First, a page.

No HT/00/119


Technology and Construction Courts

St Dunstan’s House



Friday 14th April 2000



B e f o r e:













MR P COULSON instructed by Messrs Shadbolt & Co, appeared on behalf of the Claimant.

MR J ACTON DAVIS QC instructed by Sevenoaks DC Solicitors, appeared on behalf of the Defendant



Transcribed from tape by


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(As approved by the Court)





Friday, 14th April 2000.





MR JUSTICE DYSON: This is an application for summary judgment pursuant to CPR Part 24 for £180,135.24, which represents the unpaid balance of the sum ordered to be paid by an Adjudicator appointed pursuant to the provisions of the Housing Grants Construction and Regeneration Act 1996.


The dispute arose between the claimant and defendant, who were parties to a construction contract for the carrying out of works for the environmental improvement of Swanley Town Centre. The dispute concerned (a) the claimant's alleged entitlement to an extension of time for the completion of the work, (b) its claim for loss and expense as a result of delay and disruption and (c) its claim to be paid for variations.


On the 20th January 2000 the claimant sent the defendant a notice of adjudication in respect of the dispute. The sum claimed by the claimant was almost £700,000 plus VAT. The notice of referral to the dispute set out in section 8 certain gross figures for loss and expense which did not give credit for sums already paid on account by the defendant. To give one example, at section 8.1 there was a claim for loss and expense for drainage and borehole works at £93,822. At paragraph 91, which is the summary of claims of loss and expense, there is a note which reads: "The gross figures which appear in section 8, paragraphs 8.1.7, 8.2.6, and 8.3.6 above have been reduced by the amounts certified."


In respect of the item entitled "drainage and bore hole drilling", the grid reads "Add £93,822". “Certified £15,860". "Amount in dispute £77,962."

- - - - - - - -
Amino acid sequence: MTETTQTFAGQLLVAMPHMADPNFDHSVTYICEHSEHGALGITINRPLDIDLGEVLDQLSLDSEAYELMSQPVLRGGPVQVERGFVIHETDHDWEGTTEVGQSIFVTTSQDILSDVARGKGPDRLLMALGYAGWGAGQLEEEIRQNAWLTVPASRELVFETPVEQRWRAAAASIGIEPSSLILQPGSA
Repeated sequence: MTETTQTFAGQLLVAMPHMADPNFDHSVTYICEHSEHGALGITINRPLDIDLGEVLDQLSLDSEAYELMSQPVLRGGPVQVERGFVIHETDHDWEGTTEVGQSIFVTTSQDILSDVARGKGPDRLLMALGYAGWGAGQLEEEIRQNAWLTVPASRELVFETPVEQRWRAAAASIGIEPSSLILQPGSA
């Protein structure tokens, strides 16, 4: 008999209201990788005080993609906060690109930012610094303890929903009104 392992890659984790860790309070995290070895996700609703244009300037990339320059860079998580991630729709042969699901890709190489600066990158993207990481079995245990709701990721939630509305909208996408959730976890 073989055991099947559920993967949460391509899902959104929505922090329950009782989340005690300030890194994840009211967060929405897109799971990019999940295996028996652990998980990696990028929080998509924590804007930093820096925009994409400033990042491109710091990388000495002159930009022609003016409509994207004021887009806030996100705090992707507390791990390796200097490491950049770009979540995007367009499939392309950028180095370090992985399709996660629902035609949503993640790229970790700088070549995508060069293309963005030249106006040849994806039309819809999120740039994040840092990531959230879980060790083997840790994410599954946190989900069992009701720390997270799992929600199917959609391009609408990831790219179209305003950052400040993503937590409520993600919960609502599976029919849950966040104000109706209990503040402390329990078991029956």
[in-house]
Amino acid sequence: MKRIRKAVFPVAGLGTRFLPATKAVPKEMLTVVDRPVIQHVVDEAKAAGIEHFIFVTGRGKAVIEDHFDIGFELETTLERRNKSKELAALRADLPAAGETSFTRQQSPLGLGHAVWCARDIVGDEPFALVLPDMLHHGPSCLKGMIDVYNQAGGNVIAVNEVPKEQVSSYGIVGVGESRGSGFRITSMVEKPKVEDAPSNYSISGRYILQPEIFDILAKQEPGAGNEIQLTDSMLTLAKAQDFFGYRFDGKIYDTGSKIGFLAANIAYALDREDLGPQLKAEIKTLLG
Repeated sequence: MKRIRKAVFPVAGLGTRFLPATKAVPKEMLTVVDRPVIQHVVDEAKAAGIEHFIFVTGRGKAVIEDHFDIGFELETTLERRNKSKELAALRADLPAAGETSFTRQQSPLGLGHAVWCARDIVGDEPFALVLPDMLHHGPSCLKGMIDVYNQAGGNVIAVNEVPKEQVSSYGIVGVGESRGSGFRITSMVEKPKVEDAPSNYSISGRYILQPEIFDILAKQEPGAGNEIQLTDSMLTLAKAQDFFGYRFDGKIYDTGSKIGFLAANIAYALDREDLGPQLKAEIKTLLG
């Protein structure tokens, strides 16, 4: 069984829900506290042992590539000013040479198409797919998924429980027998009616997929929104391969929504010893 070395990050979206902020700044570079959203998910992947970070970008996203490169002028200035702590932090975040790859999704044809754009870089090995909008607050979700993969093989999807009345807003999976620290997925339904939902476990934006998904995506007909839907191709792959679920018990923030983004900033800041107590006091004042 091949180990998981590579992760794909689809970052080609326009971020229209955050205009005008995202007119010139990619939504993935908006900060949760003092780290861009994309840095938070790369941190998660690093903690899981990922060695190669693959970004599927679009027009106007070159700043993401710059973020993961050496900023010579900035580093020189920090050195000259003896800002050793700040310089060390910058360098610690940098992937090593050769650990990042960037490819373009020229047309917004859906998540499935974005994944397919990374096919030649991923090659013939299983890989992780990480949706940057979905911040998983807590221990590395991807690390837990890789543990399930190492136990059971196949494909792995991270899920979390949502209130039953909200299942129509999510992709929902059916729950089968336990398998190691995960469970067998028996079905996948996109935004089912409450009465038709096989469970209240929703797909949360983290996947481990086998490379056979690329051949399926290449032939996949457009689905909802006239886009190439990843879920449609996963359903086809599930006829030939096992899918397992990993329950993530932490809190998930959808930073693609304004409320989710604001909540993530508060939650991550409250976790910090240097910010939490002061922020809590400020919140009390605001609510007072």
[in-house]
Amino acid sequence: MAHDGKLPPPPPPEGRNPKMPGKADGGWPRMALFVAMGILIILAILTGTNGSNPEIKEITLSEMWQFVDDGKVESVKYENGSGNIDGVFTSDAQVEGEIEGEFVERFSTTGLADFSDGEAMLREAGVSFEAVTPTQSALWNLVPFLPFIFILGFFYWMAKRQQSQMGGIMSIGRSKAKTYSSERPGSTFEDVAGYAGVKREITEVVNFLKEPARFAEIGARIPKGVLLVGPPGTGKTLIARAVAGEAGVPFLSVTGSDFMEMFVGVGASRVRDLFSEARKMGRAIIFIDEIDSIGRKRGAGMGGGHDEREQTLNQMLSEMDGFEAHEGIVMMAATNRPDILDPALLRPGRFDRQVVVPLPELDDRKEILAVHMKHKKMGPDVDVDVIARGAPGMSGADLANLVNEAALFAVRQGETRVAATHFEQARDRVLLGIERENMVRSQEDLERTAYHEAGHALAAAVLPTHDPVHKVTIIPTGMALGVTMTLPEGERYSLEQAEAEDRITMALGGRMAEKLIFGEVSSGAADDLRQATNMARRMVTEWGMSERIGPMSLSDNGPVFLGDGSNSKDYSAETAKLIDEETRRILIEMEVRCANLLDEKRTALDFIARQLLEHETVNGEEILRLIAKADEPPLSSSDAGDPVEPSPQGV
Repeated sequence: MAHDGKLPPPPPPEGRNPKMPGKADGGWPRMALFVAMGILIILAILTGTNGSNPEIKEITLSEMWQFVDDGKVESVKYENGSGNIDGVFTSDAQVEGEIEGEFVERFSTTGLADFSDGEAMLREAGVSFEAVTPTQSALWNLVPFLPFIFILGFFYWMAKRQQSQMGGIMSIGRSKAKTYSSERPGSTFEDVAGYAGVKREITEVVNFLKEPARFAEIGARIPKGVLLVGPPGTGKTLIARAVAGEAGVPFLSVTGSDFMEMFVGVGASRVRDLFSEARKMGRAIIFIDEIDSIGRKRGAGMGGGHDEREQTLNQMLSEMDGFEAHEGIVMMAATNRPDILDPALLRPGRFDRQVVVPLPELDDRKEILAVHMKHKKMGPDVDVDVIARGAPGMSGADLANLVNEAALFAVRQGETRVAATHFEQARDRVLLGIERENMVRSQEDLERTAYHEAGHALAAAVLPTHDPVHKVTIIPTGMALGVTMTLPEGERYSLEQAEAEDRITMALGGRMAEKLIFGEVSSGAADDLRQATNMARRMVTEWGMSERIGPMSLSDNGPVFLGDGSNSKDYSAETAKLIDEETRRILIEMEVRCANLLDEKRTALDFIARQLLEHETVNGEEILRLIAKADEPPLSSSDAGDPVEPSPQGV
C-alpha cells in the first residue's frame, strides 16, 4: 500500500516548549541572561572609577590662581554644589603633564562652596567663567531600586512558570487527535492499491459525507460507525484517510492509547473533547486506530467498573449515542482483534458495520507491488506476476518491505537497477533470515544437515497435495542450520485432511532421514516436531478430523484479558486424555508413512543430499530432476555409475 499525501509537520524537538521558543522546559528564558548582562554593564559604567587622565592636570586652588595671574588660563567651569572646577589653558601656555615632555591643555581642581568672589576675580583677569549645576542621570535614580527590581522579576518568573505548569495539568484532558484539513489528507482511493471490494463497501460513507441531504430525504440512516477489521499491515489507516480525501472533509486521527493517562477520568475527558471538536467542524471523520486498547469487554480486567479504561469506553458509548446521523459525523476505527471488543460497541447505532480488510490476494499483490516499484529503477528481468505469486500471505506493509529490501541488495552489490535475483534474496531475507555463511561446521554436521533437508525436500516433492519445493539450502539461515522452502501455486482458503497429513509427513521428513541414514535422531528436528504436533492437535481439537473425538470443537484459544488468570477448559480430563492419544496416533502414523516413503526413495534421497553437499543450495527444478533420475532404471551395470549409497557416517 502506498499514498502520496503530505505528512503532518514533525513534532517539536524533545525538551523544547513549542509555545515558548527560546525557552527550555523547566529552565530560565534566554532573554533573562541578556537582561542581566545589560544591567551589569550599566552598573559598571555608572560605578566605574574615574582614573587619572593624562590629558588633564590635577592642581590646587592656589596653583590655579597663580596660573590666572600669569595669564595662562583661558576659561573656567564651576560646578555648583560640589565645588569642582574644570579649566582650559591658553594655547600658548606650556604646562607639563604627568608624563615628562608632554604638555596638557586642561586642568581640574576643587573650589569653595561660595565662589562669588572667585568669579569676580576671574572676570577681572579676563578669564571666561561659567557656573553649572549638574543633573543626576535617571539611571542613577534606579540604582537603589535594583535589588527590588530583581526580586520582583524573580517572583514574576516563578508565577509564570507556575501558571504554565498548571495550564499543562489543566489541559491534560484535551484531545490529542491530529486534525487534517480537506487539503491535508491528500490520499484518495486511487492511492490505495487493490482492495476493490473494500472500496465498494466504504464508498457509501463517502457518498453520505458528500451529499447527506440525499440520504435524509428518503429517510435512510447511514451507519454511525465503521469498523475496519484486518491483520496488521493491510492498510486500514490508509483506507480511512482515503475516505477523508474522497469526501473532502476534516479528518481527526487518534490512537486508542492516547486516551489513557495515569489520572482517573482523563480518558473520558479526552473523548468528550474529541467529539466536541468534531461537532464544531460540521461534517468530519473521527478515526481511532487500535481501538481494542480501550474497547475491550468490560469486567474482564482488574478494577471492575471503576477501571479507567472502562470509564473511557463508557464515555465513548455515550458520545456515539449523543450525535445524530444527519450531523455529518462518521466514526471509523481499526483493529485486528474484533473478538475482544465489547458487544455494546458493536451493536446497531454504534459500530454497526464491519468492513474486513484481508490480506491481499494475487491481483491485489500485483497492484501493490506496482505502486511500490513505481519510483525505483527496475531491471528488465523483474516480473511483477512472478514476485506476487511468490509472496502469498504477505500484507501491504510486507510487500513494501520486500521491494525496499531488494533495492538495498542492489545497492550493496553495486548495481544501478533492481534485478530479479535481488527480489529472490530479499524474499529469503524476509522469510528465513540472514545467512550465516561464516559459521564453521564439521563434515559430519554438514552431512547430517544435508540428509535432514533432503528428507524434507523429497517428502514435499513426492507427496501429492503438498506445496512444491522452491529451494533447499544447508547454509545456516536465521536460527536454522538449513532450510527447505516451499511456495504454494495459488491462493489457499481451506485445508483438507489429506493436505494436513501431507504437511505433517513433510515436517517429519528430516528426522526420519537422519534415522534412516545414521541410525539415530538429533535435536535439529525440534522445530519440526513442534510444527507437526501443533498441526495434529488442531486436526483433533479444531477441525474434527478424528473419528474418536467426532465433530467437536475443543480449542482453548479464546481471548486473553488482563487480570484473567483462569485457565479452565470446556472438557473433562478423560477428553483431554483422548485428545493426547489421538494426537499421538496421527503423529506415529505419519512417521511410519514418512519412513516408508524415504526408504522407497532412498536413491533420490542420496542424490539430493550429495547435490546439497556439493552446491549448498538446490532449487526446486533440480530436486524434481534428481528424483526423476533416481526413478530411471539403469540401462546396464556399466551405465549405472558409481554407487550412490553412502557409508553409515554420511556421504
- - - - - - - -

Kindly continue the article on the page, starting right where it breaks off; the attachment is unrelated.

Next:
The parties agreed to the appointment of Mr C S Dancaster as Adjudicator on 25th January. The dispute was duly referred to him. He gavehisdecision on 9th March. He decided that the claimant was entitled to (a) an extension of time of 18.2 weeks in respect of phase i, and (b) the sum of £903,119.28 plus VAT, "subject only to such retention and liquidated and ascertained damages as may be properly deductible under the contract."


He expressly stated that his decision did not include anyconsiderations of later phases of the project, i.e. those later than phase 1.


When those advising the defendant read the adjudication decision, it seemed to them that Mr Dancaster had not taken into account the payments on account mentioned insection 10 of the notice of referral. They arranged an appointment with the Adjudicator. By letter dated 17th March Mr Dancaster acknowledged that he had made an error and had failed to take account of the £48,800 that had already been certified for loss and expense as stated in paragraph 91 of the referral notice.


He said that the sum to be paid which was stated in paragraph 95 of his decision should be £354,319.28. He added, "I do not believe that I have jurisdiction to amend my decision, but consider that it would be improper not to acquaint you of this situation."


By letter dated 21st March the claimant's solicitors demanded that the defendant pay the claimant £471,605.10. This sum was based on the admittedly erroneous decision of the Adjudicator, plus VAT of £70,239.06. The letter asserted that no liquidated damages were properly deductible since the defendant had failed to give the correct notices as required by clauses 2.6 and 2.7 of the contract.